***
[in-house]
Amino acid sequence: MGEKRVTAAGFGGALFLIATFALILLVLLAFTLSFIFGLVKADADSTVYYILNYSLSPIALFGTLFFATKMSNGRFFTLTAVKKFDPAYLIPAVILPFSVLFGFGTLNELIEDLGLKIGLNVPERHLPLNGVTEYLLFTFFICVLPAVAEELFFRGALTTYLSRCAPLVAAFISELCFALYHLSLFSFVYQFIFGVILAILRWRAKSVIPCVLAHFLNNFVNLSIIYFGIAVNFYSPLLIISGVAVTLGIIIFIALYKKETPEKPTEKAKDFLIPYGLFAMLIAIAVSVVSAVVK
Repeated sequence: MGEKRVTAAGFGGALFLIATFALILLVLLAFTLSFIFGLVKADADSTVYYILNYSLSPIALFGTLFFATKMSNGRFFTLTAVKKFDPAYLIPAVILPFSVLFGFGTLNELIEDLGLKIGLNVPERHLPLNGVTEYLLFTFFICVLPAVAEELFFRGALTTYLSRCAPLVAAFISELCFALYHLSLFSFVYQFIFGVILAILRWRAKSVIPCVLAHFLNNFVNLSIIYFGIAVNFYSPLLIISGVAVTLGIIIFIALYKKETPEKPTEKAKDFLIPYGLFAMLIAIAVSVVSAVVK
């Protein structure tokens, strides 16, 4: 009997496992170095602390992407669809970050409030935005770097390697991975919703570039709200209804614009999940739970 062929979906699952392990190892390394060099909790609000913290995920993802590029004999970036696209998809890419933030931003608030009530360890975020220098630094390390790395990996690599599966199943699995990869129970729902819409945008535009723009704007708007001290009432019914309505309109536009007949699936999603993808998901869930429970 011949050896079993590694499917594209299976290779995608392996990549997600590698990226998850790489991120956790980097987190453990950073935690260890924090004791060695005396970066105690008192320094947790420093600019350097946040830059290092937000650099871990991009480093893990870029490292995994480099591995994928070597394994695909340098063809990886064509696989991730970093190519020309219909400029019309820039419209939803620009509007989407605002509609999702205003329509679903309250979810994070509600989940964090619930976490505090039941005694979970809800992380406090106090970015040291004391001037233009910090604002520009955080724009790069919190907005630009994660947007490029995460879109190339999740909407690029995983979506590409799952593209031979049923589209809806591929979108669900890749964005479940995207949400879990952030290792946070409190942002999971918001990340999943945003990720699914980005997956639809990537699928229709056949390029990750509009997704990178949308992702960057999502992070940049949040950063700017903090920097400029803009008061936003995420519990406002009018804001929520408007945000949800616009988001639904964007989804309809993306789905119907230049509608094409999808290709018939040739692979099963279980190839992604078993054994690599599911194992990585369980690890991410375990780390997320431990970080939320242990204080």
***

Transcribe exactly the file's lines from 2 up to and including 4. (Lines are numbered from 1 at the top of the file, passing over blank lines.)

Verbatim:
Amino acid sequence: MGEKRVTAAGFGGALFLIATFALILLVLLAFTLSFIFGLVKADADSTVYYILNYSLSPIALFGTLFFATKMSNGRFFTLTAVKKFDPAYLIPAVILPFSVLFGFGTLNELIEDLGLKIGLNVPERHLPLNGVTEYLLFTFFICVLPAVAEELFFRGALTTYLSRCAPLVAAFISELCFALYHLSLFSFVYQFIFGVILAILRWRAKSVIPCVLAHFLNNFVNLSIIYFGIAVNFYSPLLIISGVAVTLGIIIFIALYKKETPEKPTEKAKDFLIPYGLFAMLIAIAVSVVSAVVK
Repeated sequence: MGEKRVTAAGFGGALFLIATFALILLVLLAFTLSFIFGLVKADADSTVYYILNYSLSPIALFGTLFFATKMSNGRFFTLTAVKKFDPAYLIPAVILPFSVLFGFGTLNELIEDLGLKIGLNVPERHLPLNGVTEYLLFTFFICVLPAVAEELFFRGALTTYLSRCAPLVAAFISELCFALYHLSLFSFVYQFIFGVILAILRWRAKSVIPCVLAHFLNNFVNLSIIYFGIAVNFYSPLLIISGVAVTLGIIIFIALYKKETPEKPTEKAKDFLIPYGLFAMLIAIAVSVVSAVVK
């Protein structure tokens, strides 16, 4: 009997496992170095602390992407669809970050409030935005770097390697991975919703570039709200209804614009999940739970 062929979906699952392990190892390394060099909790609000913290995920993802590029004999970036696209998809890419933030931003608030009530360890975020220098630094390390790395990996690599599966199943699995990869129970729902819409945008535009723009704007708007001290009432019914309505309109536009007949699936999603993808998901869930429970 011949050896079993590694499917594209299976290779995608392996990549997600590698990226998850790489991120956790980097987190453990950073935690260890924090004791060695005396970066105690008192320094947790420093600019350097946040830059290092937000650099871990991009480093893990870029490292995994480099591995994928070597394994695909340098063809990886064509696989991730970093190519020309219909400029019309820039419209939803620009509007989407605002509609999702205003329509679903309250979810994070509600989940964090619930976490505090039941005694979970809800992380406090106090970015040291004391001037233009910090604002520009955080724009790069919190907005630009994660947007490029995460879109190339999740909407690029995983979506590409799952593209031979049923589209809806591929979108669900890749964005479940995207949400879990952030290792946070409190942002999971918001990340999943945003990720699914980005997956639809990537699928229709056949390029990750509009997704990178949308992702960057999502992070940049949040950063700017903090920097400029803009008061936003995420519990406002009018804001929520408007945000949800616009988001639904964007989804309809993306789905119907230049509608094409999808290709018939040739692979099963279980190839992604078993054994690599599911194992990585369980690890991410375990780390997320431990970080939320242990204080």